I first stumbled upon the Faces of Overdose Twitter page last month, when I was writing about the unexpected death of 23-year-old American man Andrew Oswald.
Andrew was the same age as I am now. He died of a heroin overdose.
“On Jan. 27, 2017, our beautiful son, Andrew, died from an overdose of heroin,” his parents wrote in the obituary.
“… The day Andrew died, we died along with him.”
What struck me most about the story was the photo of the young man, whose battles with substance abuse and drug addiction were so concealed, they weren't known by many of his close friends. In the photo I saw a happy, ordinary, slightly nerdy guy. Andrew Oswald is definitely not someone who comes to mind when the word "heroin" is hissed. He just looks like someone's friend, brother, or cousin.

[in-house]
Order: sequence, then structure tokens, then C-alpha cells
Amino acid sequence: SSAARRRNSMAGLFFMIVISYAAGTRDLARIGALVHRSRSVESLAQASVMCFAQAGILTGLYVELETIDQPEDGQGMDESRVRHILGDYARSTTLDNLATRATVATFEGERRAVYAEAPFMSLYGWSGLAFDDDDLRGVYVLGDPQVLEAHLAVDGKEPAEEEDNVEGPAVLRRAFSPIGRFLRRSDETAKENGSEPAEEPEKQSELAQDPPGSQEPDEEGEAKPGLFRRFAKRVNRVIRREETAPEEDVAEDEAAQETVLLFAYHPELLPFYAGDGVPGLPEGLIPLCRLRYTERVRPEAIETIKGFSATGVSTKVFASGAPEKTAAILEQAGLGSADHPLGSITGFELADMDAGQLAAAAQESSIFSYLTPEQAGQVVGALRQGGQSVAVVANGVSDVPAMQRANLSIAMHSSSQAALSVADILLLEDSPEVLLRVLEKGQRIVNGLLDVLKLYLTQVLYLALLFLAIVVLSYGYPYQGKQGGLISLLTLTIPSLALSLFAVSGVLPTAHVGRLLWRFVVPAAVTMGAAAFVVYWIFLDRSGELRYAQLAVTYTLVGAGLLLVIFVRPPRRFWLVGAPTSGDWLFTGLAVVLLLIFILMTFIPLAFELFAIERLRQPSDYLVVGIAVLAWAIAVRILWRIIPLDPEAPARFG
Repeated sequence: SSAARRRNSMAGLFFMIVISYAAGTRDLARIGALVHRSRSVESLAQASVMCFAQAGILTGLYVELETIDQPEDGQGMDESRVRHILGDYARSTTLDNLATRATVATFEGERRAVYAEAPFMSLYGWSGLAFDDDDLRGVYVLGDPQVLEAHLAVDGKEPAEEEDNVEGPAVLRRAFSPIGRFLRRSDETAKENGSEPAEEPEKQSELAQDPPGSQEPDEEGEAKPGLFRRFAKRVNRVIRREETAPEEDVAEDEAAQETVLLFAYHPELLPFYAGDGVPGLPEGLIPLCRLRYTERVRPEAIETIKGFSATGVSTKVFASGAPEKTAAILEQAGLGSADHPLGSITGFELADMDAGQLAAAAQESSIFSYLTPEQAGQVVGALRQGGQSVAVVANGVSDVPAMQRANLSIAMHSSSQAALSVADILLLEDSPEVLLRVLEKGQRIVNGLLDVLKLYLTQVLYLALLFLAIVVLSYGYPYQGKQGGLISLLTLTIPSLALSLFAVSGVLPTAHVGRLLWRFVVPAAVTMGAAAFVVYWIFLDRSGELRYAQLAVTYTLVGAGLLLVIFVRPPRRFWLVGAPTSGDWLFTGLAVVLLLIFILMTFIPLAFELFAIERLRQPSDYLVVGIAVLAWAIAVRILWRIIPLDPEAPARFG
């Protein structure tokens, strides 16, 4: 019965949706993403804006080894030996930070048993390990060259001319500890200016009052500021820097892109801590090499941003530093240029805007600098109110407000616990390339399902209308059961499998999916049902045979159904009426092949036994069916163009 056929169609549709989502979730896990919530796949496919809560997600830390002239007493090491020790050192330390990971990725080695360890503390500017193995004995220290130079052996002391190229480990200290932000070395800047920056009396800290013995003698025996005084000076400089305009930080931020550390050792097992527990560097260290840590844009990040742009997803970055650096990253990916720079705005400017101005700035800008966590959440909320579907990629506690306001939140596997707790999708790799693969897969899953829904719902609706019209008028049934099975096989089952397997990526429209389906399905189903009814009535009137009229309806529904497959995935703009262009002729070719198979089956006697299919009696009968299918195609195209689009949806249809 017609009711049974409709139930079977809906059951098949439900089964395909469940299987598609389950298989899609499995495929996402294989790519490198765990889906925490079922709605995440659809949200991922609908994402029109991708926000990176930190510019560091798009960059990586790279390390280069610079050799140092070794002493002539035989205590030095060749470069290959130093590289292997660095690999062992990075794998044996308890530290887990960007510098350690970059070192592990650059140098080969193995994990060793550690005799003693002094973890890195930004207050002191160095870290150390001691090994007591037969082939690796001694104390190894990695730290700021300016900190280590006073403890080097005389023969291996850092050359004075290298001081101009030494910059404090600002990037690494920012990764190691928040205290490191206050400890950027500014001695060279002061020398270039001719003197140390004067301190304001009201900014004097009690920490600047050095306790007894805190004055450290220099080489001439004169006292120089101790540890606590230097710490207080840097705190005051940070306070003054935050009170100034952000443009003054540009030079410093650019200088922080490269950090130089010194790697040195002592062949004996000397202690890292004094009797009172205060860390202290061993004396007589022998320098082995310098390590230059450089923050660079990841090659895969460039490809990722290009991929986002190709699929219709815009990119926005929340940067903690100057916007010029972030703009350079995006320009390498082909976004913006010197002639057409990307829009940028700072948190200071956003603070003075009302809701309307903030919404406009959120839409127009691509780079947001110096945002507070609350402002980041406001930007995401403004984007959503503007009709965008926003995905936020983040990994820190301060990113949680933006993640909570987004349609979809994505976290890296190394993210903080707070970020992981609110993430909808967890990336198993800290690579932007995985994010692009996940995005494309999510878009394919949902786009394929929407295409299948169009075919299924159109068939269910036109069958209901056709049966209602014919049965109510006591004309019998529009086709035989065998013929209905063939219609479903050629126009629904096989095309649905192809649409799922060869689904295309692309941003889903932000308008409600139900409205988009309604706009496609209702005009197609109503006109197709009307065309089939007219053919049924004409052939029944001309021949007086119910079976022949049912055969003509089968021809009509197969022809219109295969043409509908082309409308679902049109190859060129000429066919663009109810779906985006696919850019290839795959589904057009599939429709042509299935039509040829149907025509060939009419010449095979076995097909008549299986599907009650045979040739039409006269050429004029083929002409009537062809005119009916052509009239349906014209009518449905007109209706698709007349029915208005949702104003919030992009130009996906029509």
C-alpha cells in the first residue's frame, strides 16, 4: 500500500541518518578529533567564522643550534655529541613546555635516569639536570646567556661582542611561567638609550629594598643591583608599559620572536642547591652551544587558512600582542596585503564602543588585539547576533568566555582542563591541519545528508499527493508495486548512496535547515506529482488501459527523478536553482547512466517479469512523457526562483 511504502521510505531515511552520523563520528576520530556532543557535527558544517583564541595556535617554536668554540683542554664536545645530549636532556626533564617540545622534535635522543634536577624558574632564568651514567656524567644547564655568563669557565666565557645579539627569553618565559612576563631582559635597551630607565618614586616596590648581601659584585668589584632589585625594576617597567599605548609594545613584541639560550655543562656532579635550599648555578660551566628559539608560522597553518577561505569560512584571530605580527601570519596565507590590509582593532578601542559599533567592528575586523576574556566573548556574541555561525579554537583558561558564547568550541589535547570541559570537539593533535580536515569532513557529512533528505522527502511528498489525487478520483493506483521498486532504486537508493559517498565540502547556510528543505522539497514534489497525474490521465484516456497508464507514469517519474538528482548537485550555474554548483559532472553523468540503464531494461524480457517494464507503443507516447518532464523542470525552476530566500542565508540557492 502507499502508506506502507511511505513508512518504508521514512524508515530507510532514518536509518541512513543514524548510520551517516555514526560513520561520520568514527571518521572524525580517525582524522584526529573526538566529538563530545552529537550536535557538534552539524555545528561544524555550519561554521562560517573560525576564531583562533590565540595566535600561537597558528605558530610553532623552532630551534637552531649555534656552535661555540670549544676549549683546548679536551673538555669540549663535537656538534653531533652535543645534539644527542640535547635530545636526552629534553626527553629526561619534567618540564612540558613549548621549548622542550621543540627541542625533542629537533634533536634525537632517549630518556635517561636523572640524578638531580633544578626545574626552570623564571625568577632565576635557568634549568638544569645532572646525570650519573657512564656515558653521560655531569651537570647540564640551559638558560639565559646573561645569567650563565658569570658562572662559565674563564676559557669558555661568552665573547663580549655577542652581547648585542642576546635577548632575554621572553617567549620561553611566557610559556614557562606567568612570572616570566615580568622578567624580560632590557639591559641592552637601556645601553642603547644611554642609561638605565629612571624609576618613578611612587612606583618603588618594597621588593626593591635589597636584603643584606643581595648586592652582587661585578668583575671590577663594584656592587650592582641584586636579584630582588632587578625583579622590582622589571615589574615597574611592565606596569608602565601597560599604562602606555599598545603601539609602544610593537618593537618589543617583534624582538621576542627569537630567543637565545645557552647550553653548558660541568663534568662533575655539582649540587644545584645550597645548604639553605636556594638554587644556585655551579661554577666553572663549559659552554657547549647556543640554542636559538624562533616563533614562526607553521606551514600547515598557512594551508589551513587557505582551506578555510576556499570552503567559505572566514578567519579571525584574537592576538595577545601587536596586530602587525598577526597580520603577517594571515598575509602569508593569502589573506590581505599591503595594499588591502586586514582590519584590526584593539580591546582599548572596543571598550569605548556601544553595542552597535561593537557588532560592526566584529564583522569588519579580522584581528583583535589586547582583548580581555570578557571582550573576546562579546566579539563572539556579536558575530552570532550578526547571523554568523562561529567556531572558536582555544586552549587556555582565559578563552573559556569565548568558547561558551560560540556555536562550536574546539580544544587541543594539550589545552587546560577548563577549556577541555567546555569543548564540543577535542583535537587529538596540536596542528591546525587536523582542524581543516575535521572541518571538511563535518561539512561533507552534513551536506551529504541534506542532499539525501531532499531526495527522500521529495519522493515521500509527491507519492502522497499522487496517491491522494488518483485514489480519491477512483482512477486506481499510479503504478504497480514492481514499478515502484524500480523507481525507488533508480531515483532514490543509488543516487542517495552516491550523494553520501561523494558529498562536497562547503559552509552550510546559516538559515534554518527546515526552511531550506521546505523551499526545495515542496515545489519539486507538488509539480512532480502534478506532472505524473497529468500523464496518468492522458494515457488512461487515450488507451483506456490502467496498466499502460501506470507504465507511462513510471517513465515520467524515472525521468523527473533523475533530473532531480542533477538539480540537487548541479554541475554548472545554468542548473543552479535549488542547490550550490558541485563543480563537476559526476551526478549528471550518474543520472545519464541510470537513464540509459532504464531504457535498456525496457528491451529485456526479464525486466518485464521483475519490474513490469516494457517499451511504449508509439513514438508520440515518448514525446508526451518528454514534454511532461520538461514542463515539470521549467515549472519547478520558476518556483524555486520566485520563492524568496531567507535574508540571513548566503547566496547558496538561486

Which means I'm precisely the kind of person the Faces of Overdose Twitter page seeks to educate. Because, as we all need to be reminded sometimes, addiction doesn't "look" like any one type of person. It looks like all of us.
A single scroll produces the stories of Andrew Carini, a 41-year-old commercial fisherman with a "heart of gold"; Andrea Aspensen, aged 32 and a "proud and accomplished nurse"; 19-year-old Zac Schneider, who had just graduated high school and made a habit of "always sticking up for the underdogs"; Casey McEvoy an "old soul" who "found peace" at 24; and so, so many more.
Here are some of the people who lost their lives to heroin, prescription medication, ice, and other drug addictions so far in 2017. Their faces hold an important reminder for all of us: addiction doesn't discriminate.